The expansion of the soy industry has occurred in tandem with violent oppression of small farmers and indigenous communities who occupy the vast land holdings of the wealthy. Most rural Paraguayans cultivate diverse subsistence crops on small plots of 10 to 20 hectares, but do not have titles to their land nor do they typically receive assistance from the state. The Paraguayan government has historically represented the soy growers in this conflict by using the police and judicial system to punish campesino leaders.
The small farming community of Tekojoja has been on the front line of this struggle for years. Its history and struggle is representative of countless other farming communities in the Paraguayan countryside.
The first of several buses we would take from Asunción toward Tekojoja in April 2009 heated up like a sauna. The dirt road from Caaguazú toward Tekojoja was a rutted expanse of churning red sand; it took us three hours to travel 50 kilometers. That same night, we arrived in Tekojoja and went to Gilda Roa’s house, a government-made structure without running water (though the government built the buildings, it never completed the plumbing). A land and farmer rights activist, Roa told us the story of her community and its fight against GMO soy.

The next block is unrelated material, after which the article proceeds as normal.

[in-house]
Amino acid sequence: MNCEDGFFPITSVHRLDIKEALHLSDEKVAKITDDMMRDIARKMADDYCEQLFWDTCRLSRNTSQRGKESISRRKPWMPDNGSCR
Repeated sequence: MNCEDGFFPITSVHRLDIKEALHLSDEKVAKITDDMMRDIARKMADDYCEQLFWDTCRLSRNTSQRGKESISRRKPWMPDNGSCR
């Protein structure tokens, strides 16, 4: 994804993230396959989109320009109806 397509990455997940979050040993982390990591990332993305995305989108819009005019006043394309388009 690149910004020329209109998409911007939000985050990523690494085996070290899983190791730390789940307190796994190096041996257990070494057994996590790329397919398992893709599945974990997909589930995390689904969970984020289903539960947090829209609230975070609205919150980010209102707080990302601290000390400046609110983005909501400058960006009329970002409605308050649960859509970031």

The community of Tekojoja is the home of the Popular Agrarian Movement (MAP) of
Tekojoja stands on land given to campesinos as part of a Public Land Reform Program. In the 1990s, Brazilian soy farmers—with armed thugs, lawyers, and political connections to protect them—gradually expanded onto the community’s land, forcing a series of violent evictions of the farming families. In 2003, MAP began to recover the lands taken from them by Brazilians, but corrupt judges and the mercenaries hired by soy producers kept pushing the farmers off their land.